Reviewed 1/20/2010

Field Notes from a Catastrophe, by Elizabeth Kolbert

Man, Nature, and Climate Change
Elizabeth Kolbert
New York: Bloomsbury, 2006




ISBN-13 978-1-59691-125-3
ISBN-10 1-59691-125-5 210p. HC/GSI $22.95

Plenty of books focus on the broad impacts of climate change: Loss of polar ice, prehistoric droughts decimating civilizations, rising seas drowning vast tracts of land. Elizabeth Kolbert covers these events too. But her approach is totally different. She starts at the local level, recounting her visits to Alaska, Iceland, the Netherlands, and her interactions with the local people at those places — not only scientists but everyday people like farmers and shop owners. This is what makes her account so compelling to a wide audience.

I do not mean to imply that Ms. Kolbert ignores the big picture. She has a good grasp of it, covers the prehistory, and eloquently imparts the long-term implications of warming clearly and accurately — especially as regards the tension between the Bush administration and the rest of the world over their differing policies on climate change.

"Without substantive commitments from countries like India and China, there is no realistic way to avoid DAI [dangerous anthropogenic interference]. But why should China and India accept the costs of controlling emissions when America has refused to do so? In this way, the United States, having failed to defeat Kyoto, may be in the process of doing something even more damaging: ruining the chances of reaching a post-Kyoto agreement.

– Page 174

The book has some defects. Ms. Kolbert doesn't understand computers well, and her description of climate modeling in Chapter 5 leaves something to be desired. She doesn't do justice to the concept of grid cells, and then quotes a snatch of FORTRAN code (from the GISS "ModelE") to little effect. Her analogies are sometimes obscure: Attempting to explain the immense amounts of energy needed to warm the oceans and icecaps, she writes on page 105: "(Imagine trying to thaw a gallon of ice cream or a pot of water using an Easy-Bake oven.)" I would, if I knew what an Easy-Bake oven was.1 Similarly, she omits some definitions and fails to expand some acronyms, trusting the reader to know what they represent. But such mistakes are few, and my mention of them is a mere quibble.

The bottom line is that this is one of the must-read books on climate change. Ms. Kolbert brings home the projected impacts as few other authors manage to do. For me, the highlights were her tours of Iceland and the Netherlands, with descriptions of the Maesland Barrier and the floating homes at Maasbommel in the latter country. Also, as noted above, one of the most meritorious aspects of the book is her coverage of the political angle, especially the improvident behavior of the Bush administration in response to Kyoto and to global warming generally.2 The book provides a chronology of significant events related to climate change, selected bibliography and notes for each of its 10 chapters, and it has a very good index. Finally, it is an easy read; I expect it would take half a day, typically. (It took me thrice that, but other demands competed.)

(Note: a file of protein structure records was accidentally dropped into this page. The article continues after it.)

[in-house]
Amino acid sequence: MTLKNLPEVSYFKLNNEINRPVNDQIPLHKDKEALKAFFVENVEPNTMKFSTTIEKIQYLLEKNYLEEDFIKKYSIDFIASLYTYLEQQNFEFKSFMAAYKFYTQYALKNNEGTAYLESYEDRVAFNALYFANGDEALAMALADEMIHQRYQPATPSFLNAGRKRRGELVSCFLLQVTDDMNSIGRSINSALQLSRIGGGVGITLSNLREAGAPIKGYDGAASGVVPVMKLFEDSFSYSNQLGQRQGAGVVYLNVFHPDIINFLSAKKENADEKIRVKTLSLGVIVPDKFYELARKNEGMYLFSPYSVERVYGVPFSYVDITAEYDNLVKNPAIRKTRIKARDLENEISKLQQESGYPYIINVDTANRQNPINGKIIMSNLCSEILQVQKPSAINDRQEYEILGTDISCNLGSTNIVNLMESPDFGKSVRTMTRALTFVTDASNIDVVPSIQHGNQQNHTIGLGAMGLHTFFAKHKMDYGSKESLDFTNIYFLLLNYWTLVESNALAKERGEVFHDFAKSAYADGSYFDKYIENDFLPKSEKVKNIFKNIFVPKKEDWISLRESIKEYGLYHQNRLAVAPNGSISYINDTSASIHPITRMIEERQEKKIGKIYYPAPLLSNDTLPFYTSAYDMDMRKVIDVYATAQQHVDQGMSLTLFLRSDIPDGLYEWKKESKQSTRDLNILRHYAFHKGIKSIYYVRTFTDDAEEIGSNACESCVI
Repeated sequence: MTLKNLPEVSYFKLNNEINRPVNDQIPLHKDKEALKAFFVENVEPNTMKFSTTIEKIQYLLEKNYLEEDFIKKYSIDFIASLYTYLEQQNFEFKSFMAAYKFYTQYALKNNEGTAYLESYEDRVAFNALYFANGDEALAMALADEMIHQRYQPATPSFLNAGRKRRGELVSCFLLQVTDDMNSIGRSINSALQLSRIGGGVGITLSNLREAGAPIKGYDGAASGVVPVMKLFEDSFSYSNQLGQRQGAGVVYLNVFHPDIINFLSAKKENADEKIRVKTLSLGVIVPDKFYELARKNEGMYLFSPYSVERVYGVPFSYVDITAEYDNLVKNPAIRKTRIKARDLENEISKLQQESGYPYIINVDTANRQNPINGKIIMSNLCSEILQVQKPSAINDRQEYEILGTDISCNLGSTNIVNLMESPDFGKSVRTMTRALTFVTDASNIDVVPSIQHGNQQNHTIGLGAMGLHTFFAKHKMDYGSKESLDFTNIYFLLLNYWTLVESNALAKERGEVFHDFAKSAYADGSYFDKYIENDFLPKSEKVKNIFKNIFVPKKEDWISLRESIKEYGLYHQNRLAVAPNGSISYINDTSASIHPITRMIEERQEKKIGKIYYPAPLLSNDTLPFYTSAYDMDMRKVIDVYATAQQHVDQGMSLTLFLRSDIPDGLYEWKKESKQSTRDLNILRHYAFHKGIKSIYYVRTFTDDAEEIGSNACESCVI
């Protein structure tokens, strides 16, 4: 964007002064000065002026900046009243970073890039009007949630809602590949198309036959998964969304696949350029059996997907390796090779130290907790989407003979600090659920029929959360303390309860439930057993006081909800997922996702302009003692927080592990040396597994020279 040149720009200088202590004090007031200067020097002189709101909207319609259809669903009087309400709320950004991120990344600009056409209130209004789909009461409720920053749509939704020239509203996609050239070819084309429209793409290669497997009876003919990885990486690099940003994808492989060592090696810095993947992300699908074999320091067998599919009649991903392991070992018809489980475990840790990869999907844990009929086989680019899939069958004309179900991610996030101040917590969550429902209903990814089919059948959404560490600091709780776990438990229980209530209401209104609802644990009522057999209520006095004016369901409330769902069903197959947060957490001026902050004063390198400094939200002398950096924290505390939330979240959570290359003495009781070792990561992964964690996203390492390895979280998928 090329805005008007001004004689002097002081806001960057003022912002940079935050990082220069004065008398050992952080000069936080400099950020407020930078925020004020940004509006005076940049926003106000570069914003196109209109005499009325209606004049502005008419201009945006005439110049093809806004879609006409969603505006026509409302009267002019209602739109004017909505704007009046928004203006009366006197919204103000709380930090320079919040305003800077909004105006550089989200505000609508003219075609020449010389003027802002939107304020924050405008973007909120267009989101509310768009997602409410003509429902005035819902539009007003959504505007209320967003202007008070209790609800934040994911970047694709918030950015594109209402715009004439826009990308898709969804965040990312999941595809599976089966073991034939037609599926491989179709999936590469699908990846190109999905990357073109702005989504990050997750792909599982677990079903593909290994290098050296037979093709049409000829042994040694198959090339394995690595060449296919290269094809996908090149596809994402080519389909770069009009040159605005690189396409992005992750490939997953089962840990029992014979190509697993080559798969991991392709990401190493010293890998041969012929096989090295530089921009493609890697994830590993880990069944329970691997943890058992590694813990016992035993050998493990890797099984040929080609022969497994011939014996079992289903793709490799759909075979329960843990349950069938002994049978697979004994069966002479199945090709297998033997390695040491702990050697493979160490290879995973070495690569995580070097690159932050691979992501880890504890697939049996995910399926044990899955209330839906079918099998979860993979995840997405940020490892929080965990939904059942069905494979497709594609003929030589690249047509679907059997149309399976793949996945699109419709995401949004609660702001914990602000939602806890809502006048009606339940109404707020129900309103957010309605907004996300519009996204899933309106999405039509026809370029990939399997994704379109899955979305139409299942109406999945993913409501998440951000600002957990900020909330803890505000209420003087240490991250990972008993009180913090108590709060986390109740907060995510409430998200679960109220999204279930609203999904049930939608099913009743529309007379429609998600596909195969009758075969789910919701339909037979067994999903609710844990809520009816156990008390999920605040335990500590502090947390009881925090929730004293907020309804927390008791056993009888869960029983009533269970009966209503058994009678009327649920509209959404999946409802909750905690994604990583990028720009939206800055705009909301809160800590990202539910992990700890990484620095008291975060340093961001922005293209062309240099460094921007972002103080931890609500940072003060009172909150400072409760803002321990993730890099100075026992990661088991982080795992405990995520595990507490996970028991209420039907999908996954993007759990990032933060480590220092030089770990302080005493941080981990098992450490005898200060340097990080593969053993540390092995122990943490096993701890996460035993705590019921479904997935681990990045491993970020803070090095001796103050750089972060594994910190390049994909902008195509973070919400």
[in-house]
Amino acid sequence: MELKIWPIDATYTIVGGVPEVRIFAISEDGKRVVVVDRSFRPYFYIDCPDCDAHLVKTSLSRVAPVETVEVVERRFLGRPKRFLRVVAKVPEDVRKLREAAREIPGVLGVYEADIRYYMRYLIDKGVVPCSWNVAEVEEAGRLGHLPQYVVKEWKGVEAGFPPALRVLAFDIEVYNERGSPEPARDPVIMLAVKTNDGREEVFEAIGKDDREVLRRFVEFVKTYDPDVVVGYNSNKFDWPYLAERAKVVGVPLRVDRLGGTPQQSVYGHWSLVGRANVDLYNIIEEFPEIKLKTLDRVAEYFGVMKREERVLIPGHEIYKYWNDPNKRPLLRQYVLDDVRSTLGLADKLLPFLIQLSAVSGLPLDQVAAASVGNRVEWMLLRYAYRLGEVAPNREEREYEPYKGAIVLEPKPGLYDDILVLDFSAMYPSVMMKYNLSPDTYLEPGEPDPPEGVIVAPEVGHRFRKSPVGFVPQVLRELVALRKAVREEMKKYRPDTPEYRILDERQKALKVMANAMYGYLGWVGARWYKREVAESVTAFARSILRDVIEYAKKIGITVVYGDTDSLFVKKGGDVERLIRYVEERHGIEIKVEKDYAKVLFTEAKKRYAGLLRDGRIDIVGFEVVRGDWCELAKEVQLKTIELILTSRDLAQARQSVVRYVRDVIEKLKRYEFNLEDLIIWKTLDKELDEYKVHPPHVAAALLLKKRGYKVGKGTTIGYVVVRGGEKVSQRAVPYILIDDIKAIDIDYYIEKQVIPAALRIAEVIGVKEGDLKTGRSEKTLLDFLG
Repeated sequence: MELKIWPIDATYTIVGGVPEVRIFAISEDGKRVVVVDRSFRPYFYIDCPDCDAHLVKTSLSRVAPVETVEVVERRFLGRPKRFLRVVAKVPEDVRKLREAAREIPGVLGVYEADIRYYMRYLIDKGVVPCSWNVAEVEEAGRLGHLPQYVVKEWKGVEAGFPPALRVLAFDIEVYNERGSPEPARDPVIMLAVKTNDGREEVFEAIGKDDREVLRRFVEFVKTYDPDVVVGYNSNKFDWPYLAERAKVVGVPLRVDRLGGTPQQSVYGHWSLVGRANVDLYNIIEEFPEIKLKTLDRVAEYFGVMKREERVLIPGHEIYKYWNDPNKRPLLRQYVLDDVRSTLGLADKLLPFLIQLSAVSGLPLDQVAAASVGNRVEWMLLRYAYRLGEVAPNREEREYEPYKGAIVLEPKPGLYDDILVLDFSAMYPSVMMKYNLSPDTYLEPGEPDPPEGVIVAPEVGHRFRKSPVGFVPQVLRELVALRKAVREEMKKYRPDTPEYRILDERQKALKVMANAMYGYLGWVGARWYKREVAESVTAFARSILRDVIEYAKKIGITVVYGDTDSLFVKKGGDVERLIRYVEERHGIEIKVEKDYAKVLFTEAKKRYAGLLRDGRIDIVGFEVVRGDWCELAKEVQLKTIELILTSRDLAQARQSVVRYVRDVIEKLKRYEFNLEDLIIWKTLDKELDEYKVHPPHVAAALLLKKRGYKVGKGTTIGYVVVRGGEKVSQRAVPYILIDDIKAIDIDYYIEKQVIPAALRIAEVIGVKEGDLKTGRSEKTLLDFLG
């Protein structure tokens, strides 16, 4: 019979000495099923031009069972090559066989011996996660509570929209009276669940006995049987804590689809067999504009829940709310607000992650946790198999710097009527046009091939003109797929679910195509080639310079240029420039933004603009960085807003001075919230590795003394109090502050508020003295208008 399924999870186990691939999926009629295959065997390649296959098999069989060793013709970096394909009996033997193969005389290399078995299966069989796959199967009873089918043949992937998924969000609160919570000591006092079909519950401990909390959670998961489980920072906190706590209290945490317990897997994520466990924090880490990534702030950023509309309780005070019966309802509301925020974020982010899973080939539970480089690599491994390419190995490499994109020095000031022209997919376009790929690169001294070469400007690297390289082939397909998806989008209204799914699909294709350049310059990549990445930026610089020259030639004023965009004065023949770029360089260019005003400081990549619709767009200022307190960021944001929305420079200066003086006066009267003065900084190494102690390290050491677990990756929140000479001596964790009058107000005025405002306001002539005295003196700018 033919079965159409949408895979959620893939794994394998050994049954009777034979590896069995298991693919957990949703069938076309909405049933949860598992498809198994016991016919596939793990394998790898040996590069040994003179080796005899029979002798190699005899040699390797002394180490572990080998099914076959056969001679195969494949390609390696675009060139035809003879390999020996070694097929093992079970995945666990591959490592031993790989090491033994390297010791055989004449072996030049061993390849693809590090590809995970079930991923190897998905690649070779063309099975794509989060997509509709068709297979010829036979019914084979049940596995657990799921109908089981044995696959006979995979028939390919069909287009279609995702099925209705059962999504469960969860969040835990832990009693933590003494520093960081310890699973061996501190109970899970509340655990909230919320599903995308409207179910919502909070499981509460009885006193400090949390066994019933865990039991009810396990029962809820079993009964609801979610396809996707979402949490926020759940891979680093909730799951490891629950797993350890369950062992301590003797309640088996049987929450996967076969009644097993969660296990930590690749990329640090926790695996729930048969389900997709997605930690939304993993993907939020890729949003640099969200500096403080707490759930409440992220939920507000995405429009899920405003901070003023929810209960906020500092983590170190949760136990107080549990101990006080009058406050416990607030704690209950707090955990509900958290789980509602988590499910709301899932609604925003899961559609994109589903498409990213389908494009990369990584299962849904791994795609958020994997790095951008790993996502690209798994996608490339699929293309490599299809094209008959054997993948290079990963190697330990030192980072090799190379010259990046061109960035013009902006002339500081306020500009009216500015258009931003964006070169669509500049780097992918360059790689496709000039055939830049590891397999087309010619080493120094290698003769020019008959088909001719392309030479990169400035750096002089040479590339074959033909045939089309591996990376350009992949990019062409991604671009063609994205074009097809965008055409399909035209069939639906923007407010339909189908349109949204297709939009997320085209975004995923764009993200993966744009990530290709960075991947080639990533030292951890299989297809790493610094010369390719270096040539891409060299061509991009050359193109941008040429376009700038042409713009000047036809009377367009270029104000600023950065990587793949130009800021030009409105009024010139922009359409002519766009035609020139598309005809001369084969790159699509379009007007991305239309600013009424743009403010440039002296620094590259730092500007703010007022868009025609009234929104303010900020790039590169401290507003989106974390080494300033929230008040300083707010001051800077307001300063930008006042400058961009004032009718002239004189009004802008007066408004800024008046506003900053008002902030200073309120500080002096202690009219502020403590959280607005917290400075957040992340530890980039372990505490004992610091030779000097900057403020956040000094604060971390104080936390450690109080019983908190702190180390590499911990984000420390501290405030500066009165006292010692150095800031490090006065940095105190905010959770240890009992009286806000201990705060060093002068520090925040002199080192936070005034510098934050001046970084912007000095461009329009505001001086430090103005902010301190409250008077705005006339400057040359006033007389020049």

1 Yes, I know... Google is my friend. And I found the oven; it's a Hasbro toy. But the idea of using analogies is to promote easy understanding. She might, for example, have substituted a candle or a kitchen match for the oven.
2 Much of the author's coverage of the political angle involves an extended and frustrating interaction with Paula Dobriansky, president Bush's Undersecretary of State for Democracy and Global Affairs. In the degree of obtuseness of her answers to Kolbert's questions, Dobriansky is hard to match. In their last encounter, reported on pages 166-7, Kolbert quotes her thus: "It is essential to really implement these programs and approaches now and to take stock of their effectiveness," she said, adding, "we think it is premature to talk about future arrangements." Yes, never talk about the future until it gets here. In fairness, however, the Undersecretary was perforce following Bush's lead — on a path which led nowhere.
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